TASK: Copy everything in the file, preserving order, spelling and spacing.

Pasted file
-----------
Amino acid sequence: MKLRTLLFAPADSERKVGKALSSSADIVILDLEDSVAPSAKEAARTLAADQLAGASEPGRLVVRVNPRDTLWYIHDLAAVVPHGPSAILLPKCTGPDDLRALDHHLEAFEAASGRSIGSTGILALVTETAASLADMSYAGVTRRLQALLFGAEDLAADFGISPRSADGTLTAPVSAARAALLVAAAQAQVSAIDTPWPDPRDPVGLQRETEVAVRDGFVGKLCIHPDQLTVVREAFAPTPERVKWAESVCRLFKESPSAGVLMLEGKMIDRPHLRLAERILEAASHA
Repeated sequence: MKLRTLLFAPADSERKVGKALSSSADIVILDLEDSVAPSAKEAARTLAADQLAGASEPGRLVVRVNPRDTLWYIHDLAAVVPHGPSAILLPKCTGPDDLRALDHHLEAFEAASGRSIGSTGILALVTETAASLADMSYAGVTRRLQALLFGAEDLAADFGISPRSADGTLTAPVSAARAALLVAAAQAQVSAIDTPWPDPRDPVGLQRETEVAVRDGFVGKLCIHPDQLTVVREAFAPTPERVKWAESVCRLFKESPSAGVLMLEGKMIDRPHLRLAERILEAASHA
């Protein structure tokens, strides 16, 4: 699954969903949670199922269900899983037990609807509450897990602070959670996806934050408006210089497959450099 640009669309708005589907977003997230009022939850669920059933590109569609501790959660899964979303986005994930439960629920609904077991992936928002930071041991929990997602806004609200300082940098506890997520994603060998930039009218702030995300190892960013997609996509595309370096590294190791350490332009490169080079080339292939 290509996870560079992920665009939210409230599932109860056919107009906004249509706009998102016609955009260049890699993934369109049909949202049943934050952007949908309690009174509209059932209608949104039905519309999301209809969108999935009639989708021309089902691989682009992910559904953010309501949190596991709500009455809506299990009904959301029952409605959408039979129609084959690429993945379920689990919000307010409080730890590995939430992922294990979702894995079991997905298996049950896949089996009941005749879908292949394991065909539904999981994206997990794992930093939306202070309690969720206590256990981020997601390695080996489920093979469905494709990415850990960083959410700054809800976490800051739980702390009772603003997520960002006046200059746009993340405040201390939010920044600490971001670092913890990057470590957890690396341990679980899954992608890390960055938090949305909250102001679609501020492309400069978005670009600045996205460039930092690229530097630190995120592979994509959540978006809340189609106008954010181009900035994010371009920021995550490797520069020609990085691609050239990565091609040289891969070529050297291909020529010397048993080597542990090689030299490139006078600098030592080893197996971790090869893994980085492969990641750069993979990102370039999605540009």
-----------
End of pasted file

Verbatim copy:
Amino acid sequence: MKLRTLLFAPADSERKVGKALSSSADIVILDLEDSVAPSAKEAARTLAADQLAGASEPGRLVVRVNPRDTLWYIHDLAAVVPHGPSAILLPKCTGPDDLRALDHHLEAFEAASGRSIGSTGILALVTETAASLADMSYAGVTRRLQALLFGAEDLAADFGISPRSADGTLTAPVSAARAALLVAAAQAQVSAIDTPWPDPRDPVGLQRETEVAVRDGFVGKLCIHPDQLTVVREAFAPTPERVKWAESVCRLFKESPSAGVLMLEGKMIDRPHLRLAERILEAASHA
Repeated sequence: MKLRTLLFAPADSERKVGKALSSSADIVILDLEDSVAPSAKEAARTLAADQLAGASEPGRLVVRVNPRDTLWYIHDLAAVVPHGPSAILLPKCTGPDDLRALDHHLEAFEAASGRSIGSTGILALVTETAASLADMSYAGVTRRLQALLFGAEDLAADFGISPRSADGTLTAPVSAARAALLVAAAQAQVSAIDTPWPDPRDPVGLQRETEVAVRDGFVGKLCIHPDQLTVVREAFAPTPERVKWAESVCRLFKESPSAGVLMLEGKMIDRPHLRLAERILEAASHA
């Protein structure tokens, strides 16, 4: 699954969903949670199922269900899983037990609807509450897990602070959670996806934050408006210089497959450099 640009669309708005589907977003997230009022939850669920059933590109569609501790959660899964979303986005994930439960629920609904077991992936928002930071041991929990997602806004609200300082940098506890997520994603060998930039009218702030995300190892960013997609996509595309370096590294190791350490332009490169080079080339292939 290509996870560079992920665009939210409230599932109860056919107009906004249509706009998102016609955009260049890699993934369109049909949202049943934050952007949908309690009174509209059932209608949104039905519309999301209809969108999935009639989708021309089902691989682009992910559904953010309501949190596991709500009455809506299990009904959301029952409605959408039979129609084959690429993945379920689990919000307010409080730890590995939430992922294990979702894995079991997905298996049950896949089996009941005749879908292949394991065909539904999981994206997990794992930093939306202070309690969720206590256990981020997601390695080996489920093979469905494709990415850990960083959410700054809800976490800051739980702390009772603003997520960002006046200059746009993340405040201390939010920044600490971001670092913890990057470590957890690396341990679980899954992608890390960055938090949305909250102001679609501020492309400069978005670009600045996205460039930092690229530097630190995120592979994509959540978006809340189609106008954010181009900035994010371009920021995550490797520069020609990085691609050239990565091609040289891969070529050297291909020529010397048993080597542990090689030299490139006078600098030592080893197996971790090869893994980085492969990641750069993979990102370039999605540009």